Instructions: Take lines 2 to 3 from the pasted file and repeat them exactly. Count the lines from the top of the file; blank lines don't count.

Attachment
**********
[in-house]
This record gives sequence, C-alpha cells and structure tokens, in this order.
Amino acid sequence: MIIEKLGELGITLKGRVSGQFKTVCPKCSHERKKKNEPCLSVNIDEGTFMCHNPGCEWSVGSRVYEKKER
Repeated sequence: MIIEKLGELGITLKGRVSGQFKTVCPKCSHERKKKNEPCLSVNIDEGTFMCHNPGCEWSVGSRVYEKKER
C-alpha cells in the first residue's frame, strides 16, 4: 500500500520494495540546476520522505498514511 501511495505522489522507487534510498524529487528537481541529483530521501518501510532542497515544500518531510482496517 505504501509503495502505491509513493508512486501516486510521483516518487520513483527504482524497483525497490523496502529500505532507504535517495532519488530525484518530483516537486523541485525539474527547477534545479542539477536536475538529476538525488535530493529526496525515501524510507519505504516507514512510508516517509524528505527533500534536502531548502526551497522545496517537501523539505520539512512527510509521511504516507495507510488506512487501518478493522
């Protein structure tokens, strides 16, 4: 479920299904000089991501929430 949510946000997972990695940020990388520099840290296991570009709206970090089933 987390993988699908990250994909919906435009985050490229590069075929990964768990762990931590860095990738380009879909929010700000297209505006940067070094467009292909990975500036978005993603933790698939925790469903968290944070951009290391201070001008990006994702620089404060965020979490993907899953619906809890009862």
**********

This record gives sequence, C-alpha cells and structure tokens, in this order.
Amino acid sequence: MIIEKLGELGITLKGRVSGQFKTVCPKCSHERKKKNEPCLSVNIDEGTFMCHNPGCEWSVGSRVYEKKER